The most troublesome environmental source of alpha-gal is the airborne kind.  Not only can airborne alpha-gal redeposit on food and lead to indirect cross-contamination that way, but it can also cause small cuts and abrasions to turn red and irritated when it lands on the skin.  Surprisingly, very few people actually experience lung reactions to airborne alpha-gal such as that found in shed skin cells (this is one of the unique features of AGS), but suspended fat droplets from cooking are another story for more sensitive AGS sufferers.  If you are sensitive to cross contamination and encounter airborne alpha-gal, it is advisable to wash your face and hands as soon as possible to prevent it from migrating into your mouth.  Again, if you are not reacting to cooking fumes or cross-contamination, then there is no rush to address them. Some unlucky sensitive cases react to breathing in alpha-gal containing particles.  These reactions usually begin within 30 minutes, and the typical cause is smoke from burned mammal fat.  Airborne fat particles from frying are also an issue, and mammal fat based dryer sheets are a common complaint.  Because the alpha-gal is going in via the lungs, the normal delay is gone.  Thankfully, these reactions are not usually life-threatening unless the patient also happens to have asthma, but they can still be quite severe and unpleasant. Airborne reactions are very similar to pollen type allergies beginning with burning watery eyes followed up with major sneezing and coughing involved.  Many patients have reported extreme body aches and fatigue the day after airborne exposure as well, though it is not clear what mechanism is behind this.  Remove yourself from the area at the earliest sign of one of these reactions if at all possible, and if you have had one before, leave places where you can smell meat cooking to help prevent a coughing/sneezing fest.

Cleaning Out The Kitchen

In really bad cases of alpha-gal syndrome, it may be necessary to take extreme measures in removing all traces of mammal from the kitchen, but for most people with AGS this is an optional task that is performed to help leave more wiggle room in other areas of potential alpha-gal exposure.  If you are feeling overwhelmed, don't worry about rushing to get these things done.  Most patients never need to go these lengths. Ceramic, glass and stainless steel cooking utensils and vessels will come clean and do not need to be replaced.  They can even be switched between mammal meat and non-mammal use on the fly provided they are well washed.  The only exception to this is fancier designs that have air spaces or nooks and crannies that cannot be reached for scrubbing, but only the most sensitive cases have reported needing to replace these.  Any kitchenware with visible "ghosts" or residues that won't come off should be replaced, avoid the temptation to just wrap them in foil since when heated the ghost can partially vaporize, seep out, and redeposit back on food. Wooden, plastic, and heavily scratched cooking equipment is highly suspect for retaining trace amounts of mammal and causing cross-contamination.  Heavy cleaning may be enough to eventually detox them, but if you are sensitive to cross contamination and are jumping back and forth between cooking mammal and non-mammal, it may be better to get a second designated set for exclusive non-mammal use. Cast iron pans can be a constant source of cross-contamination, but they don't need to be replaced.  Numerous AGS support group members have reported success in stripping a current pan down completely and then re-seasoning it for use as an exclusive mammal free pan.  It isn't possible to prevent cross-contamination when a seasoned pan is used for mammal and non-mammal uses. Grills are usually beyond saving and may need to be replaced if cross contamination reactions are an issue.  Many families keep 2 grills, one for alpha-gal free foods and the second for other family members.  Charcoal can introduce it's own set of issues and contaminants, so a propane grill is preferred.  Since grilling can release airborne alpha-gal, it's best to keep the mammal free grill upwind from the one used for mammal meats. Ovens that have previously been used with mammal meats may redeposit and cause cross contamination.  Most ovens can be safely used again for mammal free cooking once all visible residues have been removed and the self-cleaning cycle has been run, but occasionally the most sensitive cases of AGS end up needing a new oven.  This is usually only the case for extremely old oven models with decades of residue trapped in the airy spaces that temperature sensor wires and the like run through.  It may be possible in some of these cases to open the oven up for cleaning and find success that way.  Alternatively, some people prefer to get a small toaster oven for themselves and keep the main oven for mammal dishes made for the family.  Since the oven situation is so difficult to manage, it should be at the bottom of the list of things to try when working to reduce remaining reactions.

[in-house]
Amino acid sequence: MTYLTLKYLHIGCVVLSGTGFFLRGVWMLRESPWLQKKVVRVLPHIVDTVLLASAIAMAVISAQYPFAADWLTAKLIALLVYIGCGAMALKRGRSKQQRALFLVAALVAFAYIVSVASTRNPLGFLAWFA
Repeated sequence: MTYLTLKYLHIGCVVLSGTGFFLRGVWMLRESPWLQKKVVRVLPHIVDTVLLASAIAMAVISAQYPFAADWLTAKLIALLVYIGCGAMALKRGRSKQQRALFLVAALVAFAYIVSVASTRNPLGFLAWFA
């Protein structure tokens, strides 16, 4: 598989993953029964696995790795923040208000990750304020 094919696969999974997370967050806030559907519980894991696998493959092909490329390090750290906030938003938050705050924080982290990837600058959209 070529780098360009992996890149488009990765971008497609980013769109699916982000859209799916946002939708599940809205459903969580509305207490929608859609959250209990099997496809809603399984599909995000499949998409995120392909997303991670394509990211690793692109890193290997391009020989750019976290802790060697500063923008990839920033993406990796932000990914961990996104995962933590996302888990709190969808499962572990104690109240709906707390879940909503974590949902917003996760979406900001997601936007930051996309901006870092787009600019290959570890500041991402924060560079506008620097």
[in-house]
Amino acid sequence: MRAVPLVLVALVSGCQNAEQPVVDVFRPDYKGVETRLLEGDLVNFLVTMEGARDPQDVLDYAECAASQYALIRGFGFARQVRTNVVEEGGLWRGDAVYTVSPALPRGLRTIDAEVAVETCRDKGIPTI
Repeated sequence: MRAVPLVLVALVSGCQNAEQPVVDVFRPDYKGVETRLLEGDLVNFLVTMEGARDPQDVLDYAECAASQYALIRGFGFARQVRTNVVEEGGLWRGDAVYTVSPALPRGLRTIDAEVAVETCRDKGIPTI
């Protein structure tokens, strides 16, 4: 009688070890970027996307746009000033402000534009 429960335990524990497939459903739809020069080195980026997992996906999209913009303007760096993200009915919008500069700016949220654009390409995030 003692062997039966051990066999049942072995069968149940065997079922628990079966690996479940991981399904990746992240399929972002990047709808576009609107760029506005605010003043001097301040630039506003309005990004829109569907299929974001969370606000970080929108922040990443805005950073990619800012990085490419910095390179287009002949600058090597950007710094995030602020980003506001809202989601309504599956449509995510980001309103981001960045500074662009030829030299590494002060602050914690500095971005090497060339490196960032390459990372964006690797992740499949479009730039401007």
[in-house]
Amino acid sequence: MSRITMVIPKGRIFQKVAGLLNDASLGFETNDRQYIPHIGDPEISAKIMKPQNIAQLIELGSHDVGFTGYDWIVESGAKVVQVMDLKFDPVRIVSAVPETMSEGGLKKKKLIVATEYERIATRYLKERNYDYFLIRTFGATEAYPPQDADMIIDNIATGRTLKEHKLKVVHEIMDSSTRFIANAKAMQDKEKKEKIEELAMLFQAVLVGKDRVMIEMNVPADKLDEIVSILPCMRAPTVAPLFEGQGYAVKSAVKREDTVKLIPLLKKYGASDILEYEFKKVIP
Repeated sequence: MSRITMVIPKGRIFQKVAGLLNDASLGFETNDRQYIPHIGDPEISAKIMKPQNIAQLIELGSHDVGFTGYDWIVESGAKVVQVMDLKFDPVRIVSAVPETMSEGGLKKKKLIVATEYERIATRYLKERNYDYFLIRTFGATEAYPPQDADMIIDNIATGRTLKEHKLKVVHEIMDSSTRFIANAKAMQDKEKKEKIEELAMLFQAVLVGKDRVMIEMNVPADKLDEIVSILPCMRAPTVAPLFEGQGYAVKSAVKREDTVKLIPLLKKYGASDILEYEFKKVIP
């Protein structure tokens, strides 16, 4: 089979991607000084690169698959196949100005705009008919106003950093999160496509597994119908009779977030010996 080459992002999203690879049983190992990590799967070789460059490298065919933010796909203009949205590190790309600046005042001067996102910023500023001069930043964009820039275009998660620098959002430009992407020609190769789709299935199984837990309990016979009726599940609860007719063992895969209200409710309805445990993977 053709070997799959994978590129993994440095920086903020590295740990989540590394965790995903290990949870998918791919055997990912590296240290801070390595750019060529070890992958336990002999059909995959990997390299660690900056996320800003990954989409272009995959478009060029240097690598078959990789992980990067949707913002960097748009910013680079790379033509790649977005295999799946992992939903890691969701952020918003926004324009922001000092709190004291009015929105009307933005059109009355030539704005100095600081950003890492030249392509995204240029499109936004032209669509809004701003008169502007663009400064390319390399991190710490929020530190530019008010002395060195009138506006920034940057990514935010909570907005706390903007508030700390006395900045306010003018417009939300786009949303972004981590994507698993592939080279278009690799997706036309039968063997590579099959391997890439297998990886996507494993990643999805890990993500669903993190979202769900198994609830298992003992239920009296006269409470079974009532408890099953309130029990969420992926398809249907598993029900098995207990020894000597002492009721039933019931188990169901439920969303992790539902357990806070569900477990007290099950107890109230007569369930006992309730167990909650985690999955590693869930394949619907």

By selectively choosing the easiest adjustments for reducing alpha-gal exposure first, it is possible to minimise the impact it has on one's life, and taking it one step a time makes AGS more manageable even when the end goal is total avoidance.  What small adjustment gave you your biggest benefit?  What advice would you give to someone newly diagnosed with AGS?  Have your experiences differed from the ones we discuss here?  Tell us about it in the comments.


  1. Very good common sense article. Good read and Suggestions and actual fact.
    Thank you,

  2. I was recently diagnosed with Alpha-Gal Syndrome and through elimination have mostly been able to determine what I'm reacting to. I am wondering if you've heard of any reactions to eggs? I had some pretty severe GI issues over the weekend and could only keep coming back to the organic free range, 6g protein eggs I was eating. I have you heard of this as a problem?